My friend told me a story about this kid with diabetes in his sixth grade class. Apparently, this student wasn’t held responsible for any misbehavior because when his blood sugar was high, he wasn’t able to control his actions.
Now, I think we can all mostly agree that this is kind of ridiculous, right?
He explained how he got in the fight with this kid one day (normal typical sixth grade fight) and while my friend was suspended for hitting the kid, the other kid received no punishment because he had diabetes and his blood sugar must’ve been high during the incident.
I don’t know who decided this kid could get away with anything if his blood sugar was high, but I do know it’s easy to abuse some of the “benefits” of having a chronic illness like diabetes.
A good friend of mine, a Type 1 diabetic woman in her mid-thirties, uses her diabetes regularly to get out of speeding tickets. She puts on a great hypoglycemic act-panting, panicking, telling the officer her blood sugar is low and she’s speeding only in order to find the closest gas station and get some juice.
And she’s good at this act. Once, the officer even drove behind her to the gas station and bought her the orange juice himself
And I have to admit, after she told me this, I tried to get out of a speeding ticket, too, a couple years ago. And it worked, but I’m a horrible, horrible liar and the officer knew I was speeding purely because I have a lead foot and I drive like I’m on a racetrack.
But when I told him I just needed to get to the next gas station for the sake of my diabetes, he asked to see my insulin and medical alert because he could tell I was lying. Unfortunately for him, I had my insulin and my medical alert and he simply couldn’t argue with a potentially dangerous chronic illness – so he let me go.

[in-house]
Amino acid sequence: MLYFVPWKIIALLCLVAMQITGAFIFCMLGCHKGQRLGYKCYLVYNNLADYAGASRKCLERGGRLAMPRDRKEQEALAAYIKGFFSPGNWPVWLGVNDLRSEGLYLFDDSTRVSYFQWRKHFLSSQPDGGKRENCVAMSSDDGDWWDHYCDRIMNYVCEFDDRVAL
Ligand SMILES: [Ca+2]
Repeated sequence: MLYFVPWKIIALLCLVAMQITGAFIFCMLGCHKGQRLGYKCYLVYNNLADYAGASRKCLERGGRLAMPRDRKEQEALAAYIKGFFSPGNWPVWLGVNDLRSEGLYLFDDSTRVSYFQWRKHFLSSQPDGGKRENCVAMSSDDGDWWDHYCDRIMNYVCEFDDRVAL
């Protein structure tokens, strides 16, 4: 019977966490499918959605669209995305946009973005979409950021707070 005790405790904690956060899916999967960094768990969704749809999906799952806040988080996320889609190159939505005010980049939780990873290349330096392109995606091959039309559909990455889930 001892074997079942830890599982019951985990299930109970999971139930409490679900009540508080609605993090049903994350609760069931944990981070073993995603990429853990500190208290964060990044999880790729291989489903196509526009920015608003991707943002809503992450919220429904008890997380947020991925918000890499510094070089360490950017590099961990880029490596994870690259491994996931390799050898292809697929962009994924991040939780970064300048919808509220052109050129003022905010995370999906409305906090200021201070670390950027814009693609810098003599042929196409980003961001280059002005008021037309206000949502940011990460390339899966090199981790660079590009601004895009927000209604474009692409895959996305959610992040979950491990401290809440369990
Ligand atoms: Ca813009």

For some reason, I don’t feel guilty about getting out of a $150 speeding ticket by abusing my diabetes. And I haven’t been pulled over since.
But when is it crossing the line? Maybe what I did is crossing the line in many people’s opinions – and rightly so, because, well, lying is lying.
I’ve seen a young diabetic boy get out of cleaning up a mess of toys by claiming his blood sugar was low. I’ve seen a young girl get out of having to go to gym class by claiming her blood sugar was low. I ended up asking both kids to check their blood sugars for me only to find they were perfectly fine.
Is using my disease to get out of a speeding ticket just as bad as getting out of cleaning up a mess I made? I’d argue that everybody tries somehow to get out of speeding tickets, for example, by crying (which I’m not capable of in the face of a power-hungry police officer…I’m more likely to chuckle, actually).
So where is the line crossed? I think we can agree that my friend’s classmate was pushing the limits…and maybe I was, too. Have you ever abused your diabetic privileges?
Ginger Vieira has lived with Type 1 diabetes and Celiac disease since 1999, and fibromyalgia since 2014. She is the author of Pregnancy with Type 1 Diabetes & Dealing with Diabetes Burnout & Emotional Eating with Diabetes & Your Diabetes Science Experiment. Ginger’s background includes a B.S. in professional writing, certified cognitive coaching, video blogging, record-setting competitive powerlifting, personal training, Ashtanga yoga, and motivational speaking. She lives in Vermont with two gorgeous daughters, a handsome husband and a loyal dog, Pedro.